Deep North Episode 71: Goodbye to the Grind

kaffi valeria snæfellsnes kirkjufell

The oldest known evidence of coffee in Iceland is a letter that Lárus Gottrup, a lawyer in Þingeyri, wrote to Árni Magnússon, a professor and manuscript collector, on November 16, 1703. They had spoken at the Alþingi (national Parliament meeting) that summer, and Árni was upset that his friend had forgotten to send him the coffee he had requested by spring ship from Copenhagen. To avoid leaving Árni stimulant-free, Gottrup sent 114 g of coffee beans (about a quarter of a pound) and noted that he himself did not like coffee: “After all, I’m not a fan of it.”

Nowadays, cafés dot the Icelandic landscape, from the bustling streets of Reykjavík to the most remote rural villages, each with its own character and charm, yet all sharing the same commitment to keep the community buzzing. And in one small West Iceland town, a fresh brew is bubbling: Kaffi Valeria, a specialty café steeping tradition and innovation in a country with a caffeine history as deep and intriguing as a cup of its finest roast.

Read the story here.

Goodbye to the Grind

kaffi valeria kirkjufell grundarfjörður

The oldest known evidence of coffee in Iceland is a letter that Lárus Gottrup, a lawyer in Þingeyri, wrote to Árni Magnússon, a professor and manuscript collector, on November 16, 1703. They had spoken at the Alþingi (national Parliament meeting) that summer, and Árni was upset that his friend had forgotten to send him the […]

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Landowners Announce Hiking Ban on Popular Mt. Kirkjufell

Kirkjufell mountain on the Snæfellsnes Peninsula

Landowners of Mt. Kirkjufell have announced a winter hiking ban, RÚV reports. The aim of the ban, which takes effect today, is to ensure the safety of travellers and first responders; three deaths have occurred on the mountain over the past four years.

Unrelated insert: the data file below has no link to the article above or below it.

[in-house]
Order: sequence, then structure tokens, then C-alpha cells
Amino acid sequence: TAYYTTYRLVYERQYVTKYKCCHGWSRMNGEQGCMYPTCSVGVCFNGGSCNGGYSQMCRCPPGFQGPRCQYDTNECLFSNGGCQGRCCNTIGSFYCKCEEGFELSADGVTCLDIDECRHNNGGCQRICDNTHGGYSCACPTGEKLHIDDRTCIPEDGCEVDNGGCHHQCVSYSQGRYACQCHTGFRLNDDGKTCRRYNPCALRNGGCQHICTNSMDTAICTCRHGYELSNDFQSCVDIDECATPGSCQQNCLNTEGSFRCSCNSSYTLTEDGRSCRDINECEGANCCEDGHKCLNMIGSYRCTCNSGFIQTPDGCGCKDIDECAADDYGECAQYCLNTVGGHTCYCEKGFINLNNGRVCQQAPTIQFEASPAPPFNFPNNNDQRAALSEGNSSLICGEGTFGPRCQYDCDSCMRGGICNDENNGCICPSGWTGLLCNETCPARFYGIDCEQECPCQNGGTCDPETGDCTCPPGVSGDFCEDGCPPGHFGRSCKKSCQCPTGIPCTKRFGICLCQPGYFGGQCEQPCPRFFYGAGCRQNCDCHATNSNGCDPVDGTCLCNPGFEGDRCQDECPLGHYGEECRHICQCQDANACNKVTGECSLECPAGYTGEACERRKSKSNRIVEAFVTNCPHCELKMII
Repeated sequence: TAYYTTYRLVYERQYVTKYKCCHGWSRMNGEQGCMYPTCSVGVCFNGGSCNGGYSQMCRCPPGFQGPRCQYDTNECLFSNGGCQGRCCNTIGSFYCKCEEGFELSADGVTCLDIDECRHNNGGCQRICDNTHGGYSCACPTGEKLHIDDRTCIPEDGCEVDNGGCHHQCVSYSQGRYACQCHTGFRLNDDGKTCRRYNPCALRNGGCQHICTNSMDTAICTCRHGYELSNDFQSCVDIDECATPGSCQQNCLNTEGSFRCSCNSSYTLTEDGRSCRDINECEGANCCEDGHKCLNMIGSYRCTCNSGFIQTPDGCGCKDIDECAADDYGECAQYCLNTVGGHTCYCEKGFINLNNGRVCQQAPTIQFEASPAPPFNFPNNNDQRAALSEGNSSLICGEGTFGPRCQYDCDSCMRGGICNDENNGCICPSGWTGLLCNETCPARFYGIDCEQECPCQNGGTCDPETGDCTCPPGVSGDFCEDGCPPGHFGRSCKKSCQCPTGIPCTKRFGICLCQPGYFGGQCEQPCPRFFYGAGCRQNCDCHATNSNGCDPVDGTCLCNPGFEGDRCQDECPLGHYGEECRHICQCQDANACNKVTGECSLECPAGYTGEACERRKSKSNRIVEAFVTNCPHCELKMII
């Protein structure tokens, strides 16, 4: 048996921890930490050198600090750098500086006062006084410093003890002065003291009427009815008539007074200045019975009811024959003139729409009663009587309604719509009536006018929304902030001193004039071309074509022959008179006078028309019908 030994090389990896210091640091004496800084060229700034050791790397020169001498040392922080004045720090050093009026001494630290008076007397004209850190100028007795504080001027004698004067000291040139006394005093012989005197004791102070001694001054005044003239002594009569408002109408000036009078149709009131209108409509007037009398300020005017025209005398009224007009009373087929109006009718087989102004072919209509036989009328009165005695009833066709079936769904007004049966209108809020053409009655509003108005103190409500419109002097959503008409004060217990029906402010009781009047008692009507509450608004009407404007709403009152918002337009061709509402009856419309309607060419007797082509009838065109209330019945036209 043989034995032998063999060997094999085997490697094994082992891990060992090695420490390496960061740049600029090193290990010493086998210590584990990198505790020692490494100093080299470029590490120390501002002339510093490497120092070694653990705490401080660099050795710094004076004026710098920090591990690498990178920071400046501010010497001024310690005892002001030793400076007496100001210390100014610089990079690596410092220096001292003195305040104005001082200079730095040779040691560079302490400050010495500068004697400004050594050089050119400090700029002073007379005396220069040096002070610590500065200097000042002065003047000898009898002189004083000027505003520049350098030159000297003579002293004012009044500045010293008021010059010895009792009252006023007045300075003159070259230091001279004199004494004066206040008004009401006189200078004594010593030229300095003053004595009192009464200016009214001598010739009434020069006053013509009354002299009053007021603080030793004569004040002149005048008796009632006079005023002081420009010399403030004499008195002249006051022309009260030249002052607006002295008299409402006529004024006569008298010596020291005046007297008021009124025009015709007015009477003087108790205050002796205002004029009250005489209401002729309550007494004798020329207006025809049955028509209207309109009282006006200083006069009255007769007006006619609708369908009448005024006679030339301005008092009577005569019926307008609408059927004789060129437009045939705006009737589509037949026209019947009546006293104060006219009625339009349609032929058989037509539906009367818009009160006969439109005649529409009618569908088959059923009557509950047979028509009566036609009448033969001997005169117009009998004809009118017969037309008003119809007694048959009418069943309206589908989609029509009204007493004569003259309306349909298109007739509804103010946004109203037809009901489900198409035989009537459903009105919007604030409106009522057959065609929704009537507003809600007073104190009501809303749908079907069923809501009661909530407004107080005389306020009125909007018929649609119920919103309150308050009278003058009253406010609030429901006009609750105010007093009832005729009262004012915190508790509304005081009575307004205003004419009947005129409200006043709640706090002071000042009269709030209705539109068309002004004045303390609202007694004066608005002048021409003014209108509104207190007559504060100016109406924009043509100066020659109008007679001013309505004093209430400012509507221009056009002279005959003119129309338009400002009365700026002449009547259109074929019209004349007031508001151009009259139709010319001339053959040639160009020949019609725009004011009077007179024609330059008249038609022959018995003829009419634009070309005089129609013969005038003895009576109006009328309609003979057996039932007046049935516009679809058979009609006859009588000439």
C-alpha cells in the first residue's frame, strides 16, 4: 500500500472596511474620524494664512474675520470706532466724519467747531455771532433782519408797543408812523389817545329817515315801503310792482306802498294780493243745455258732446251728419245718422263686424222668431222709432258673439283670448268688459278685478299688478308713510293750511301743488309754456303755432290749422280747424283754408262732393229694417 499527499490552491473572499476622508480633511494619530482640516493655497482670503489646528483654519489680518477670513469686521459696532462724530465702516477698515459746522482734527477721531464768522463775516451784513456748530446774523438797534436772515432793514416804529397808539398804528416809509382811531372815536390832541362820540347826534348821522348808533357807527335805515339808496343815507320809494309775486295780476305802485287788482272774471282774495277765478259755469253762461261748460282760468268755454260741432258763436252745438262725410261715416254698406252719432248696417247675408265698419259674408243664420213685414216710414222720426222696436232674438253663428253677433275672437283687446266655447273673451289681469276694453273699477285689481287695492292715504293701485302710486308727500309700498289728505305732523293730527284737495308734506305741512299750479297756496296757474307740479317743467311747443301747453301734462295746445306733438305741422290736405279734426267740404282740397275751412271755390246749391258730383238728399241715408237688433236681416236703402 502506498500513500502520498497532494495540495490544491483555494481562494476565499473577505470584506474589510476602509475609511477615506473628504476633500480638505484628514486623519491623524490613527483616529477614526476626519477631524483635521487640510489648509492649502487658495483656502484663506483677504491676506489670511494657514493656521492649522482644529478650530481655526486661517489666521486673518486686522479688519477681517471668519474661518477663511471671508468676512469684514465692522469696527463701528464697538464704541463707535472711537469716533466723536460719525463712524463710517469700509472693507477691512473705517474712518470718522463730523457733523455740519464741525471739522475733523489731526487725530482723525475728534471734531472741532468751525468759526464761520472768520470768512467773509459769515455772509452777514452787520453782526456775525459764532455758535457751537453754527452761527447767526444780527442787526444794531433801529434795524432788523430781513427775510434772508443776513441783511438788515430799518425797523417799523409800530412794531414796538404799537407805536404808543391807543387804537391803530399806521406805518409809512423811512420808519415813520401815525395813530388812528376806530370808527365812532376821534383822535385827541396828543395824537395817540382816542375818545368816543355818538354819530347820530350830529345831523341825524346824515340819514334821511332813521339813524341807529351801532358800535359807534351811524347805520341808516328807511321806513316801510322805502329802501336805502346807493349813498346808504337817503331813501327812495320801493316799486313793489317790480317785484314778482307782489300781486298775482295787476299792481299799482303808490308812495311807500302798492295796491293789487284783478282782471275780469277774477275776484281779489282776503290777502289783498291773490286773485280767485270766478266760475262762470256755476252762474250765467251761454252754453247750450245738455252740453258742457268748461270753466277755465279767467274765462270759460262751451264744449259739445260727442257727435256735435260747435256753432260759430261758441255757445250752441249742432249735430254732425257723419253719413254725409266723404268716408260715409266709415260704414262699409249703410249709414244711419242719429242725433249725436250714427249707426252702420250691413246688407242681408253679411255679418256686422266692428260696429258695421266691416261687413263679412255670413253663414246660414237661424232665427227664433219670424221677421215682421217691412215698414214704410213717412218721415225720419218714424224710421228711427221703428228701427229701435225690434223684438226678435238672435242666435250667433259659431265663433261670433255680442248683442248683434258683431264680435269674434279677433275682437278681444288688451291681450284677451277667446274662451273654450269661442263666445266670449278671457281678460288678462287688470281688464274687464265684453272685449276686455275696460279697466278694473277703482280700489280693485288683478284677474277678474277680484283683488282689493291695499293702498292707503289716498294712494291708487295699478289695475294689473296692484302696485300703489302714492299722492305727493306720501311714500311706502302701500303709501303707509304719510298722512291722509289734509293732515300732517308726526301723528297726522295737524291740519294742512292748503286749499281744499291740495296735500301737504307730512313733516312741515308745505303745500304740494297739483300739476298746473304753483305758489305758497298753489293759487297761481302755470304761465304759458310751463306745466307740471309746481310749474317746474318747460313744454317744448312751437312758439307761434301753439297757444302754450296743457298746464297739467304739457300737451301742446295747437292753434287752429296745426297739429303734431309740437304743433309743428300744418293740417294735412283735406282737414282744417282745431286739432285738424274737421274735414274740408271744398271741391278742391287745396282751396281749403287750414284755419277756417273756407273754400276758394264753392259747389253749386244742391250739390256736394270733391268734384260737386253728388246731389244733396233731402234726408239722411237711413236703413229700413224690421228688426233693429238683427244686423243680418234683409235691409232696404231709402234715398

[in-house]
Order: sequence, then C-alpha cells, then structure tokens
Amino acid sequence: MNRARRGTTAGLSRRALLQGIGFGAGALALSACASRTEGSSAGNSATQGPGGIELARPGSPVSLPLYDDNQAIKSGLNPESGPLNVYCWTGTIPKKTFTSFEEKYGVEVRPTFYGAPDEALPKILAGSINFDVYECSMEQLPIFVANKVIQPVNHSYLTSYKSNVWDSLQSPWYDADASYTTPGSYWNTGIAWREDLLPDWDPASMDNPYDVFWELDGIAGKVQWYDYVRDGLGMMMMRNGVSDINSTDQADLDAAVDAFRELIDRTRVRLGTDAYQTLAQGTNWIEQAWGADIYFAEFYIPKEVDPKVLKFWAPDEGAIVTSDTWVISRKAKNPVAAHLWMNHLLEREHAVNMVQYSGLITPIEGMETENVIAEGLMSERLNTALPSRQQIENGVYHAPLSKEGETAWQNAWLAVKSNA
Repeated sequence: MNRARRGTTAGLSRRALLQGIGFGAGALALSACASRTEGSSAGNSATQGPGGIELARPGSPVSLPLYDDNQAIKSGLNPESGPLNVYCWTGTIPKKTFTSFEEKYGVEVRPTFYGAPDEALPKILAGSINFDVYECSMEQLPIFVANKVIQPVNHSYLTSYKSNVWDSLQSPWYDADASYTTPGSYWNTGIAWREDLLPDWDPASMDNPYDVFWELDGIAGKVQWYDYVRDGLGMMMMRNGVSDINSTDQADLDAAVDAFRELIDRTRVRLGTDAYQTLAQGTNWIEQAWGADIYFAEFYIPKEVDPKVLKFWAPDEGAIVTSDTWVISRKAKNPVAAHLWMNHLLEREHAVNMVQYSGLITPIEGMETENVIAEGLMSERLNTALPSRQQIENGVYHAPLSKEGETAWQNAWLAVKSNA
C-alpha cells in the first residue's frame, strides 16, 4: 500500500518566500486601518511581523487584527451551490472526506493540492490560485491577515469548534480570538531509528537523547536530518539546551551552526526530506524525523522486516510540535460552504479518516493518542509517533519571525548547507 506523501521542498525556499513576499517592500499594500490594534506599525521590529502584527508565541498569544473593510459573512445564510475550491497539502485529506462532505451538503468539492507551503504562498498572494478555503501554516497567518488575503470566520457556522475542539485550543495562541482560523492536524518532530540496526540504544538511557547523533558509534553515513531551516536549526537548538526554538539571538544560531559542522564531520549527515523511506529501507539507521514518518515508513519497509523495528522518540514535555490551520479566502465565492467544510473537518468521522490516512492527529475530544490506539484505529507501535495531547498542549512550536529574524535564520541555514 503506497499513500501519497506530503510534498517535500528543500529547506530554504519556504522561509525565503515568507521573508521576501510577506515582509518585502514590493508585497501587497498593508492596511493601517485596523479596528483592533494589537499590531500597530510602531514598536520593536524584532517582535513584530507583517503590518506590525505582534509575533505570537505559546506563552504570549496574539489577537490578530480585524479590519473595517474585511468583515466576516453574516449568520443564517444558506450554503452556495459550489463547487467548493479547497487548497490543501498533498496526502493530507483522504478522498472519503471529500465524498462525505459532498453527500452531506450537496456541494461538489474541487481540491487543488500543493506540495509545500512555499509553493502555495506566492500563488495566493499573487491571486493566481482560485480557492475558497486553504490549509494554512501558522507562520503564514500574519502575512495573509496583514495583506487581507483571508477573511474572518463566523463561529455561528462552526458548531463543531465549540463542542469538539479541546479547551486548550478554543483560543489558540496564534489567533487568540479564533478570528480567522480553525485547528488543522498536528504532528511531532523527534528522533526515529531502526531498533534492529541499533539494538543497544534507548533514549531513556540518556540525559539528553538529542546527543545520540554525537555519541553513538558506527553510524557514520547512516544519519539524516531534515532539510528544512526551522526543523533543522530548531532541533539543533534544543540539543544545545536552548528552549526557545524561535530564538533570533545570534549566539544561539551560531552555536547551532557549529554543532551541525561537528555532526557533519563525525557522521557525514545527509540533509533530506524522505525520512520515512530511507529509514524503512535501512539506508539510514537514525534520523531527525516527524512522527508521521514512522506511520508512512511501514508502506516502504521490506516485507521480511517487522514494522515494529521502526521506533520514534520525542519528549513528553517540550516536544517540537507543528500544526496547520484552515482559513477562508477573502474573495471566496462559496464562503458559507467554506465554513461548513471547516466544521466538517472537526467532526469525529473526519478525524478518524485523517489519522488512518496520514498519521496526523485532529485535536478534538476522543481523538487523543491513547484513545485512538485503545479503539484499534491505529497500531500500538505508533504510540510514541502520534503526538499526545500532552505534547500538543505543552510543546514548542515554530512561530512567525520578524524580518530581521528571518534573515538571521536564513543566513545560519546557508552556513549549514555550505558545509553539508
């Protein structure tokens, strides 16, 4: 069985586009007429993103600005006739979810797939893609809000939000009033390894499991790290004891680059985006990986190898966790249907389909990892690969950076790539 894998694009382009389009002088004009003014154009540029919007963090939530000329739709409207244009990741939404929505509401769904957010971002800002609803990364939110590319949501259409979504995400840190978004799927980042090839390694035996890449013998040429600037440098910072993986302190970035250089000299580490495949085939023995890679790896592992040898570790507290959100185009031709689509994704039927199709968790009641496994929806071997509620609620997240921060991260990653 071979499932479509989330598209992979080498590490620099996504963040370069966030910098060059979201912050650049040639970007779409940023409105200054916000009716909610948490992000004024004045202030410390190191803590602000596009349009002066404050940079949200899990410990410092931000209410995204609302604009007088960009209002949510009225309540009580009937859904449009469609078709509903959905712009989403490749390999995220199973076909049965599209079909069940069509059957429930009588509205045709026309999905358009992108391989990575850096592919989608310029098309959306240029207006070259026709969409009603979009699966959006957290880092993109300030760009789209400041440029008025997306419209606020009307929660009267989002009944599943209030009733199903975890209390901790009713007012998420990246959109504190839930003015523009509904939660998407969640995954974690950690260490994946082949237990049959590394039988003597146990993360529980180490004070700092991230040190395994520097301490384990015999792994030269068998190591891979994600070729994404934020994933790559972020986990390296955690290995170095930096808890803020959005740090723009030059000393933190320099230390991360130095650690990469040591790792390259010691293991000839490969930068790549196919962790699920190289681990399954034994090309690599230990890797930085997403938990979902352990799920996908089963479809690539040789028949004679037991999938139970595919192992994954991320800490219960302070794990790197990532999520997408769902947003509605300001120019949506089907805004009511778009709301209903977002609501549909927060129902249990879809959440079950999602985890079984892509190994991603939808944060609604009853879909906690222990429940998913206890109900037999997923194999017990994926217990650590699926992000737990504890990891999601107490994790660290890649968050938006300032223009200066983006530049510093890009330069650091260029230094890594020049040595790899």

Ill prepared and oblivious to danger

On Saturday, November 5, landowners of the property on which Mt. Kirkjufell is situated met with the mayor and planning officer of Grundarfjörður alongside representatives from first responders and the Icelandic Tourist Board. The purpose of the meeting was to discuss a response to the sharp rise in travellers and the numerous serious accidents that have been suffered during hikes up the mountain (including three deaths over the past four years).

This morning, the landowners sent a press release to various media outlets announcing that all hiking on the mountain would be banned, starting today, November 8. The press release noted, however, that hikers would be allowed to hike up the mountain in June of next year when nesting season had concluded. Signs will be installed on hiking paths and in the parking lot near Kirkjufellsfoss to relay this information.

Arrowhead Mountain attracts visitors

As noted in an article in RÚV, Mt. Kirkjufell became one of Iceland’s most popular attractions after appearing in the TV series Game of Thrones (as Arrowhead Mountain). Since then, a growing number accidents and deaths “necessitate increased safety measures,” according to property owners. Vegetation on the mountain has also suffered due to the number of hikers, which imposes a further threat to safety.

According to the press release, the property owners have noticed that many foreign travellers seem oblivious to the dangers of hiking up the mountain: “they hike up without the proper gear and in dangerous conditions.” Most of the accidents occur during fall or winter when conditions are the most difficult, which in turn endangers the safety of response parties, dispatched in the event of accidents.

The landowners concluded their statement by entreating everyone in the tourist and information business to remind travellers not to hike up Mt. Kirkjufell during winter. “These measures are taken with everyone’s safety in mind.”